Measuring Belief Bias with Ternary Response Sets

Samuel Winiger, Henrik Singmann, David Kellen

Research output: Chapter in Book/Report/Conference proceedingConference contribution

Abstract

Belief bias in syllogistic reasoning refers to the finding that individuals are more likely to accept believable than unbelievable conclusions independent of their logical validity. Most theories argue that belief bias is driven by differences in reasoning processes between believable and unbelievable syllogisms. In contrast, Dube, Rotello, and Heit (2010) proposed that belief bias is solely an effect of response processes. We investigated belief bias without having to rely on response bias manipulations (Klauer, Musch, and Naumer, 2000) or confidence ratings (Dube et al., 2010). Instead, we added a third response (“I don't know”) to the usual binary response set (“Yes”/“No”). This allowed us to test belief bias with a fully identified multinomial processing tree model, in a hierarchical Bayesian framework. We found evidence that the belief bias is driven by differences in response processes. Evidence for a difference in reasoning processes was inconclusive.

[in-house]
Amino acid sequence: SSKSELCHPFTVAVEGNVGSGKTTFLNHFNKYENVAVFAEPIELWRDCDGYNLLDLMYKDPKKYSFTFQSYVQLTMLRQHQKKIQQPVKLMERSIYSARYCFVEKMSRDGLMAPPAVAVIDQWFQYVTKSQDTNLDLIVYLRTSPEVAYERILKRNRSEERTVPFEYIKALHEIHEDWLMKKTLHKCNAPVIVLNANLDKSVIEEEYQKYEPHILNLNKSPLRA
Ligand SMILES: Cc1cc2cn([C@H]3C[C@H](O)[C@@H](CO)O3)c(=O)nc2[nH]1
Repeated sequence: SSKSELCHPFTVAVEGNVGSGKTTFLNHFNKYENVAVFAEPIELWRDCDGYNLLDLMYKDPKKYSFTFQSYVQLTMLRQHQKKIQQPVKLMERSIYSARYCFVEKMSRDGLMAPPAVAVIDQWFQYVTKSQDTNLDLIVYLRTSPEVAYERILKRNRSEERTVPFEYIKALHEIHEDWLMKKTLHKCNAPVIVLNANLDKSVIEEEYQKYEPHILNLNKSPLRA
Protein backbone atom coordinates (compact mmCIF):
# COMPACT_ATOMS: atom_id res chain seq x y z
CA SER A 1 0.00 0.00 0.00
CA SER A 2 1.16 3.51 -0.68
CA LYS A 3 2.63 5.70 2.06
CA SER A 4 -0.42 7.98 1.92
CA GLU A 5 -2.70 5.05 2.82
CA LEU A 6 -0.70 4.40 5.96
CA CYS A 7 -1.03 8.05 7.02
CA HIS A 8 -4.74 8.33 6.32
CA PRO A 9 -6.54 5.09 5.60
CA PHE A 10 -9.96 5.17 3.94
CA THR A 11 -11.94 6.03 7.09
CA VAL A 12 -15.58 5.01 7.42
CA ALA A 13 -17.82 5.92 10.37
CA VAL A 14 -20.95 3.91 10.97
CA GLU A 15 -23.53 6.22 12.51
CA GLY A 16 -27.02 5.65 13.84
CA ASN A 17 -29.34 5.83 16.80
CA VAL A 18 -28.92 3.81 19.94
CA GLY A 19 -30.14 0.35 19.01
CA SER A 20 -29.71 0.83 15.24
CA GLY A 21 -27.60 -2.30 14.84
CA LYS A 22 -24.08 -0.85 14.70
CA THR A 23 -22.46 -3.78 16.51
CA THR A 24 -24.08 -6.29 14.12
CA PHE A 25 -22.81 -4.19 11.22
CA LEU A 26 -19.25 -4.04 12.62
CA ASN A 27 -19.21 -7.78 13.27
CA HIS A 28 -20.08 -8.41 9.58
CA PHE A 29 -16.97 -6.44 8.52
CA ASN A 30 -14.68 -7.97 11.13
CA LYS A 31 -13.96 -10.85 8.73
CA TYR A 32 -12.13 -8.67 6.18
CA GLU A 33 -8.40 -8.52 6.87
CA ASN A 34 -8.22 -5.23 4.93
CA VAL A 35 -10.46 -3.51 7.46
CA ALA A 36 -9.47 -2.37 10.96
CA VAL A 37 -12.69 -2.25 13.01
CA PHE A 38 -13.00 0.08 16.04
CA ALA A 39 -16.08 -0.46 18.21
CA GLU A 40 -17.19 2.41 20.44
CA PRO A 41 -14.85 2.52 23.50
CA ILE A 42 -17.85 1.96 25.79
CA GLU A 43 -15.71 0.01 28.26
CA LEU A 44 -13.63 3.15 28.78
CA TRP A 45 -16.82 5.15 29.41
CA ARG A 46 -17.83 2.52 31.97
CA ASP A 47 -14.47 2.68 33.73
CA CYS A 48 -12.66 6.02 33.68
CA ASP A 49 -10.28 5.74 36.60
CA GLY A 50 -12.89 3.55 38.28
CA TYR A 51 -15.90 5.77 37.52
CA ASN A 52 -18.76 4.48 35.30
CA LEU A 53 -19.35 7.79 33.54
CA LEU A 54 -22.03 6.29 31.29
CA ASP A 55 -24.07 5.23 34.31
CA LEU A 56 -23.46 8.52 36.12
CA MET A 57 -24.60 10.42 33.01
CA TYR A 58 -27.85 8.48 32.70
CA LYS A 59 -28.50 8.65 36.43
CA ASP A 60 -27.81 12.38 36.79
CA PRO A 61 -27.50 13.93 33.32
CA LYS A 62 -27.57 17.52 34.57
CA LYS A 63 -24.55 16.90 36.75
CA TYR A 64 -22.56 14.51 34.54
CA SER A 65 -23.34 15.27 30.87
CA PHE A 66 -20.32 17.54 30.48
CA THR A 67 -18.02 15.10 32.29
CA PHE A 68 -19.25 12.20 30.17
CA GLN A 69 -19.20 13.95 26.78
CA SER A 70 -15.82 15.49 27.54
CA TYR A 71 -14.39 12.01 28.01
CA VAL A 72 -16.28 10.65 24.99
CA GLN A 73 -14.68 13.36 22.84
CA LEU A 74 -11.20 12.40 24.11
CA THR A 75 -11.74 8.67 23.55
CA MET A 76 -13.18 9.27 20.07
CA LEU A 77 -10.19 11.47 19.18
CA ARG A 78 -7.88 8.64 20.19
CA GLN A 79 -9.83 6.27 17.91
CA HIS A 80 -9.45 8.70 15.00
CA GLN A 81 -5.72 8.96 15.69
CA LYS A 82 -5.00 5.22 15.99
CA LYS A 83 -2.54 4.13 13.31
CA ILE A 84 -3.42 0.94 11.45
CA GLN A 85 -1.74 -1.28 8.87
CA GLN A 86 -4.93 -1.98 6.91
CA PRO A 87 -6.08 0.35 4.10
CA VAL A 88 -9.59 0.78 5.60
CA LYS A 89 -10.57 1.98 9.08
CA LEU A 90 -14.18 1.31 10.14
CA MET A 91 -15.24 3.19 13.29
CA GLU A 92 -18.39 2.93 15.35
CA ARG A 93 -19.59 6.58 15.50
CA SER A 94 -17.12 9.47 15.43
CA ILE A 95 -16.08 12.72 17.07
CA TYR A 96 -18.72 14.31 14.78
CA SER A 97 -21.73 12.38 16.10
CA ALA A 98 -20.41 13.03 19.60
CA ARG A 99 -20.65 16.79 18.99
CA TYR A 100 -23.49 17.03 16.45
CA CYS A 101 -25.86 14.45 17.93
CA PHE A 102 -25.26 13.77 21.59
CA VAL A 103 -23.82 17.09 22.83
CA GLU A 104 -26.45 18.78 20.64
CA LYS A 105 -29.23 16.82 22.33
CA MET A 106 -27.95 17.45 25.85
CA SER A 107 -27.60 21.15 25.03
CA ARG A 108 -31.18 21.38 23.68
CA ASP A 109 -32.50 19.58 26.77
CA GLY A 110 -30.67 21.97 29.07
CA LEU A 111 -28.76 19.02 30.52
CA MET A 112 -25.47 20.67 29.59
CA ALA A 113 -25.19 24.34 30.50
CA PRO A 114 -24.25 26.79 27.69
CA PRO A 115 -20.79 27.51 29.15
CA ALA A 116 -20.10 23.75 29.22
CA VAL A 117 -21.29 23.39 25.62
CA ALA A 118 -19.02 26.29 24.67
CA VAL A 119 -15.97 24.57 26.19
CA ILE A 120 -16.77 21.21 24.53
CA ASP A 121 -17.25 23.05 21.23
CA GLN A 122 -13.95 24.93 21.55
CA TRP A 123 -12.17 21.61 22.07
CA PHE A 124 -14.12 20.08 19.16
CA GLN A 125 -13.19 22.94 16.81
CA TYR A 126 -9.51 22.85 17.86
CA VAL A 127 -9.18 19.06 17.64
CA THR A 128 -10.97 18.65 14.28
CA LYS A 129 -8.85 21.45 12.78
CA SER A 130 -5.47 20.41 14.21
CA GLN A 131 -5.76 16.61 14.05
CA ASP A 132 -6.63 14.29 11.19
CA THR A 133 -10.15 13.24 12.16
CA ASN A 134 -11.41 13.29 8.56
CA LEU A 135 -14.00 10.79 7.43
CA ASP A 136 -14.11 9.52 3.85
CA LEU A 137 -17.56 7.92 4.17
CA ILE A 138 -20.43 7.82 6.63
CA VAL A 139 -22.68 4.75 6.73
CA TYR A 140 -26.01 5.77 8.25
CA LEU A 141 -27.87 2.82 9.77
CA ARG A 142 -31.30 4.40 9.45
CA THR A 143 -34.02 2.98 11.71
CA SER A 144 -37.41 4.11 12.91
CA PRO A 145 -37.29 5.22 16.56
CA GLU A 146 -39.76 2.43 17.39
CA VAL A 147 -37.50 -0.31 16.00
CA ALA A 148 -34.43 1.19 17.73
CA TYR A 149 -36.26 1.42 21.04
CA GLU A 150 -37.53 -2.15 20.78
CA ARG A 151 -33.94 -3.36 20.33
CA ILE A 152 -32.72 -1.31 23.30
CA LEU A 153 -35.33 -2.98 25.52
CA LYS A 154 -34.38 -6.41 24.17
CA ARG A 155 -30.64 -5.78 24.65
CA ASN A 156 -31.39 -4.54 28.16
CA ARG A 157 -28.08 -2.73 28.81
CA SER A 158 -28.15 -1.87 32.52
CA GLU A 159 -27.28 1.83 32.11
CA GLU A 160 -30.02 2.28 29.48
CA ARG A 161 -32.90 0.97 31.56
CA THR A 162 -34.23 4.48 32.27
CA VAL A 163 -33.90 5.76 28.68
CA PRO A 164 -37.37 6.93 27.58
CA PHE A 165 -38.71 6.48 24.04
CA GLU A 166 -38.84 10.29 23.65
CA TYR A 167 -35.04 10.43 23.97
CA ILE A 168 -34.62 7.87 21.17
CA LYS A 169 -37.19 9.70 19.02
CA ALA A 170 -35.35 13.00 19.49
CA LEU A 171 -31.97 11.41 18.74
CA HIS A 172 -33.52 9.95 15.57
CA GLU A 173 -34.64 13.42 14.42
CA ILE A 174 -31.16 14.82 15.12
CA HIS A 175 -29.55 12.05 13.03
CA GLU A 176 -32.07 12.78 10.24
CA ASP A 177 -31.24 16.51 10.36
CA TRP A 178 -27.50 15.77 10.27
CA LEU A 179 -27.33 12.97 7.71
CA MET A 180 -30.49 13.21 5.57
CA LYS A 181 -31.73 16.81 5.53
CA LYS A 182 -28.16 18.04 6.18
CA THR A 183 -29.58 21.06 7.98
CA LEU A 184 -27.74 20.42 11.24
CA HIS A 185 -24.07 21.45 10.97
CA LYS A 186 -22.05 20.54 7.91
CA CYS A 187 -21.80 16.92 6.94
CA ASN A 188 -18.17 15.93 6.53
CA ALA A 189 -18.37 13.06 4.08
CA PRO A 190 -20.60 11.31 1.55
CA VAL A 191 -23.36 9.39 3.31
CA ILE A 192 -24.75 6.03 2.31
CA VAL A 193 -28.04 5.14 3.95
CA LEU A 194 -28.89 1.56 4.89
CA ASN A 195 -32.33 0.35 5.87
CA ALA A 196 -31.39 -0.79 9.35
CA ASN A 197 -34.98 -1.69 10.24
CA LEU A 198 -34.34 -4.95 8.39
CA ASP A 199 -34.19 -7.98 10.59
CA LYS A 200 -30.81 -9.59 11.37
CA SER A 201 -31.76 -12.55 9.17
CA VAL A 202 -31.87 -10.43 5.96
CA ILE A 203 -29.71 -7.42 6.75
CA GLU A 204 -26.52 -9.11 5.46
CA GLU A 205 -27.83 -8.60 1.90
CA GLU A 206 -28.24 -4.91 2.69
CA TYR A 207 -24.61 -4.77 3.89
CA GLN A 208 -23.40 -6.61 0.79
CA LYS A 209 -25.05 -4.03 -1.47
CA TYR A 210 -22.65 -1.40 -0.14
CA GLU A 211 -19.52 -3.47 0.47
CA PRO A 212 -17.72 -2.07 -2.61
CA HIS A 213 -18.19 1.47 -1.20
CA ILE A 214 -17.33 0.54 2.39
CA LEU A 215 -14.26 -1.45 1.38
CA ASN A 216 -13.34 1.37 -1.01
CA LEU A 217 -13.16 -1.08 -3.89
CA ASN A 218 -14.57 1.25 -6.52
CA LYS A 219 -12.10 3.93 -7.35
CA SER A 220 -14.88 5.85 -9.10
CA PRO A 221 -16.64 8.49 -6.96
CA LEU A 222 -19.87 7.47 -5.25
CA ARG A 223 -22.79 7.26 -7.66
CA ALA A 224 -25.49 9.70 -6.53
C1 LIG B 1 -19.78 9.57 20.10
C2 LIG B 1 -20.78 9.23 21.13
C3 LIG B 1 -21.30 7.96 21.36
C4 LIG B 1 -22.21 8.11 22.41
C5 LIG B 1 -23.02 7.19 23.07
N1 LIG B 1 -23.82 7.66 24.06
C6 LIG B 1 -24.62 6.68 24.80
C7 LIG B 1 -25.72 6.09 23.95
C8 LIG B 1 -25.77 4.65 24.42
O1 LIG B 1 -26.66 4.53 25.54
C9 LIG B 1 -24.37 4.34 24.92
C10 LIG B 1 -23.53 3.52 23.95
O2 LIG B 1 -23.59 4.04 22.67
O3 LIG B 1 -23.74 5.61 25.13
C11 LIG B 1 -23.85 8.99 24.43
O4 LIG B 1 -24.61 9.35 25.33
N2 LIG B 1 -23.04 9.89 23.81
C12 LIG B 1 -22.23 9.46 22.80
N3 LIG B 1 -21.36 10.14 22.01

Original languageEnglish (US)
Title of host publicationProceedings of the 40th Annual Meeting of the Cognitive Science Society, CogSci 2018
PublisherThe Cognitive Science Society
Pages1169-1174
Number of pages6
ISBN (Electronic)9780991196784
StatePublished - 2018
Event40th Annual Meeting of the Cognitive Science Society: Changing Minds, CogSci 2018 - Madison, United States
Duration: Jul 25 2018Jul 28 2018

Publication series

NameProceedings of the 40th Annual Meeting of the Cognitive Science Society, CogSci 2018

Conference

Conference40th Annual Meeting of the Cognitive Science Society: Changing Minds, CogSci 2018
Country/TerritoryUnited States
CityMadison
Period7/25/187/28/18

Keywords

  • belief bias
  • multinomial processing tree models
  • syllogisms

ASJC Scopus subject areas

  • Artificial Intelligence
  • Computer Science Applications
  • Human-Computer Interaction
  • Cognitive Neuroscience

Cite this